Scholar Rocks

Hillebrand’s scholar rocks series is inspired by chinese scholars’ rocks, also known as scholar stones or viewing stones. Small shaped or naturally-occurringRocks appreciated by Chinese scholars from the song dynasty onwards, and quite frequently found in traditional chinese gardens. Natural stone and rock formations, with no artificial carvings, are preferred. Rocks would sometimes be carved and then thrown back into a lake so that any markings could be washed away. The unaffected nature is idealized – not by its imitation, but by trying to depict the deeper essence of the beauty of nature. Hillebrand does not show us pictorial elements in his objects, instead he indicates them: He visualizes its imagination by using natural elements such as water, sand or cork, outside of the constraints of place and time. The domes almost seem to become objects of meditation like scholar rocks or traditional Japanese meditation gardens. The various associative materials used, seduce the viewer in a contemplative manner to connect with the deeper affectivity and the perception of beauty that lies in their instinctive memory. Hillebrand invites us to use our imagination and fantasy.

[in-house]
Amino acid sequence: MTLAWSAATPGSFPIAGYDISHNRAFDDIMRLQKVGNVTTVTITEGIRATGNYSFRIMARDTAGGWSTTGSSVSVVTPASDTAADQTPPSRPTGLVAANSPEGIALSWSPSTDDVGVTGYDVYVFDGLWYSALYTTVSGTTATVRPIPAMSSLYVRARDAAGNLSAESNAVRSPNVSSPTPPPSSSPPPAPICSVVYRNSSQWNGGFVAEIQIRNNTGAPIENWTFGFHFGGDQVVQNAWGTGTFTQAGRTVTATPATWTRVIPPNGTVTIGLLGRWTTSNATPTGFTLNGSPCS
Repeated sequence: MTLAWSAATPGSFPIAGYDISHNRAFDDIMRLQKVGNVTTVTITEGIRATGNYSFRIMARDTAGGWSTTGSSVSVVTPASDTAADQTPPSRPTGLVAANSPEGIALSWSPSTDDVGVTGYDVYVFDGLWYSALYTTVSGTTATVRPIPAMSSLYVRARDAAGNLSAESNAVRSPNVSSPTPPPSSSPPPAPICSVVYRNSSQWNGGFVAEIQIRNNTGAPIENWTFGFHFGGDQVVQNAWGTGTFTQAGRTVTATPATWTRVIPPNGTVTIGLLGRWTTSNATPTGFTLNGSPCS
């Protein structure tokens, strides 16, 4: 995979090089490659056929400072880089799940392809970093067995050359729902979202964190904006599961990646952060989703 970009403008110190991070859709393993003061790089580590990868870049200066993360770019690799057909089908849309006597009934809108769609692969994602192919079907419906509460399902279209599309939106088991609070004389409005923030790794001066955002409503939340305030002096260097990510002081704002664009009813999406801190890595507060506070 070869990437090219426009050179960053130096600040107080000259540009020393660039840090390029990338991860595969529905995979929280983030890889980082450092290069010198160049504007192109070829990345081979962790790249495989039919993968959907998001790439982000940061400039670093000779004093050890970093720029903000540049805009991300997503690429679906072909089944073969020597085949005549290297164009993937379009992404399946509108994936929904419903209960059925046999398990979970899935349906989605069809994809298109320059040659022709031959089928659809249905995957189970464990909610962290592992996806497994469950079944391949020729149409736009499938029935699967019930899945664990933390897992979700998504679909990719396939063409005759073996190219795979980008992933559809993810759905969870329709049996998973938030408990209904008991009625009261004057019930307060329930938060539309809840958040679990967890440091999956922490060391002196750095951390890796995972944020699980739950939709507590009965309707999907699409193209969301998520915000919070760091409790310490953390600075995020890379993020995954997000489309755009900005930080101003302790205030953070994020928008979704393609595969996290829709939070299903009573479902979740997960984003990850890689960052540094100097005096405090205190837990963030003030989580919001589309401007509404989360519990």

Anna Rodgers & Victor Carr